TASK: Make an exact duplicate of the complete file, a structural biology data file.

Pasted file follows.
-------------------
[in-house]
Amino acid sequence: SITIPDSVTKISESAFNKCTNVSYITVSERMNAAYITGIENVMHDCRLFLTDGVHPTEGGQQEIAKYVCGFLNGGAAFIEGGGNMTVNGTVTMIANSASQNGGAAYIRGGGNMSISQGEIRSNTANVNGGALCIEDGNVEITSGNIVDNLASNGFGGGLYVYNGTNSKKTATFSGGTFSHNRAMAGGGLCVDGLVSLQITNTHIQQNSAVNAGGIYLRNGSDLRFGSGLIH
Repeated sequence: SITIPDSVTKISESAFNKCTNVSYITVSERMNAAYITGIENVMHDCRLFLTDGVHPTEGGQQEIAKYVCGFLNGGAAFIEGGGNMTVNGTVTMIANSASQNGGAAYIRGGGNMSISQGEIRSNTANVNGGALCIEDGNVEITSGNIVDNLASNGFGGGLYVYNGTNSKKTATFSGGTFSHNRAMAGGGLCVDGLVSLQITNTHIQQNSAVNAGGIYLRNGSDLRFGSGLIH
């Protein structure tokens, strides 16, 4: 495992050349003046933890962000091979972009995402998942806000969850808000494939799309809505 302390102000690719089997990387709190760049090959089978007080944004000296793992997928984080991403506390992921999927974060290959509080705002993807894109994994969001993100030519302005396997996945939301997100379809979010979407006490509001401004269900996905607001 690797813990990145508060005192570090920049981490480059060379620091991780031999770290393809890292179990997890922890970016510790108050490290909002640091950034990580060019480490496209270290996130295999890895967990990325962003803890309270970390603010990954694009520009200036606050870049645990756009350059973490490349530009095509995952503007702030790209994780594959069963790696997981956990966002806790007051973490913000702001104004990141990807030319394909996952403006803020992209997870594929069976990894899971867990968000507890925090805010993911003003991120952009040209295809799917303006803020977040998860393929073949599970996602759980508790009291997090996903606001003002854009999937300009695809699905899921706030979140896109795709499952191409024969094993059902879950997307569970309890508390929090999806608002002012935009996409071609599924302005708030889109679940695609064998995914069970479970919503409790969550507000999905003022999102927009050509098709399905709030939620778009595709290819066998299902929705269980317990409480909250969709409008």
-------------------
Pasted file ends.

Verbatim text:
[in-house]
Amino acid sequence: SITIPDSVTKISESAFNKCTNVSYITVSERMNAAYITGIENVMHDCRLFLTDGVHPTEGGQQEIAKYVCGFLNGGAAFIEGGGNMTVNGTVTMIANSASQNGGAAYIRGGGNMSISQGEIRSNTANVNGGALCIEDGNVEITSGNIVDNLASNGFGGGLYVYNGTNSKKTATFSGGTFSHNRAMAGGGLCVDGLVSLQITNTHIQQNSAVNAGGIYLRNGSDLRFGSGLIH
Repeated sequence: SITIPDSVTKISESAFNKCTNVSYITVSERMNAAYITGIENVMHDCRLFLTDGVHPTEGGQQEIAKYVCGFLNGGAAFIEGGGNMTVNGTVTMIANSASQNGGAAYIRGGGNMSISQGEIRSNTANVNGGALCIEDGNVEITSGNIVDNLASNGFGGGLYVYNGTNSKKTATFSGGTFSHNRAMAGGGLCVDGLVSLQITNTHIQQNSAVNAGGIYLRNGSDLRFGSGLIH
């Protein structure tokens, strides 16, 4: 495992050349003046933890962000091979972009995402998942806000969850808000494939799309809505 302390102000690719089997990387709190760049090959089978007080944004000296793992997928984080991403506390992921999927974060290959509080705002993807894109994994969001993100030519302005396997996945939301997100379809979010979407006490509001401004269900996905607001 690797813990990145508060005192570090920049981490480059060379620091991780031999770290393809890292179990997890922890970016510790108050490290909002640091950034990580060019480490496209270290996130295999890895967990990325962003803890309270970390603010990954694009520009200036606050870049645990756009350059973490490349530009095509995952503007702030790209994780594959069963790696997981956990966002806790007051973490913000702001104004990141990807030319394909996952403006803020992209997870594929069976990894899971867990968000507890925090805010993911003003991120952009040209295809799917303006803020977040998860393929073949599970996602759980508790009291997090996903606001003002854009999937300009695809699905899921706030979140896109795709499952191409024969094993059902879950997307569970309890508390929090999806608002002012935009996409071609599924302005708030889109679940695609064998995914069970479970919503409790969550507000999905003022999102927009050509098709399905709030939620778009595709290819066998299902929705269980317990409480909250969709409008």